Health care professionals are concerned that a confluence of three different respiratory illnesses could cause significant health challenges this year, according to The Wall Street Journal (subscription).
What’s happening: Cases of the flu are increasing earlier in the season than usual, and children’s hospitals are seeing significant upticks in respiratory syncytial virus, or RSV. At the same time, cases of COVID-19 are beginning to rise in parts of the United States, and some doctors fear that November could see all three illnesses surge as temperatures fall.
Why it’s happening: A range of factors are fueling a likely uptick. Precautions like masking and social distancing during the height of the COVID-19 pandemic helped keep people healthy, but also reduced the rate of illnesses like flu and RSV—meaning that today people have lower levels of protection against those illnesses than usual.
- With the end of many COVID-19-related precautions, exposure will be more common than in recent years, leading to more transmissions and more infections.
What to do: “Public-health officials recommend that everyone 6 months and older get a flu vaccine ideally by the end of this month and say that it is safe to get a flu shot and COVID-19 booster at the same time.”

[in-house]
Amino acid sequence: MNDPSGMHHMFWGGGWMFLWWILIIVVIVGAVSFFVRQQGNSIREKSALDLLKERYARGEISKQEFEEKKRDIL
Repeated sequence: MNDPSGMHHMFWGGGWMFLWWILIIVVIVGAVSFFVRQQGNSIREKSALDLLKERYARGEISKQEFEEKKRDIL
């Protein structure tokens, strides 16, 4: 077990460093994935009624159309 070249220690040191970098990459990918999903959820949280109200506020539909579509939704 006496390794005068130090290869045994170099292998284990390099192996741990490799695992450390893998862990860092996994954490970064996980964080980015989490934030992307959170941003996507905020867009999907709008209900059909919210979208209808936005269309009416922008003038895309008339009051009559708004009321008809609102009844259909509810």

- There is no vaccine against RSV yet, but the same precautions that work against viruses like COVID-19 provide effective protection—including washing hands thoroughly, covering coughs and sneezes, improving ventilation indoors and staying home if you are symptomatic.
In better news . . . We may soon have effective vaccines and preventative treatments for RSV. Here’s the state of play from The Washington Post (subscription):
- “ Two RSV vaccines, one developed by pharmaceutical giant GSK and another from Pfizer, have protected older adults in large-scale trials in recent months. Separately, a preventive injection of a monoclonal antibody developed by AstraZeneca and Sanofi provided long-lasting protection in a major trial. And a Pfizer trial testing whether a shot late in pregnancy can provide spillover protection to newborns is expected to report results this fall.”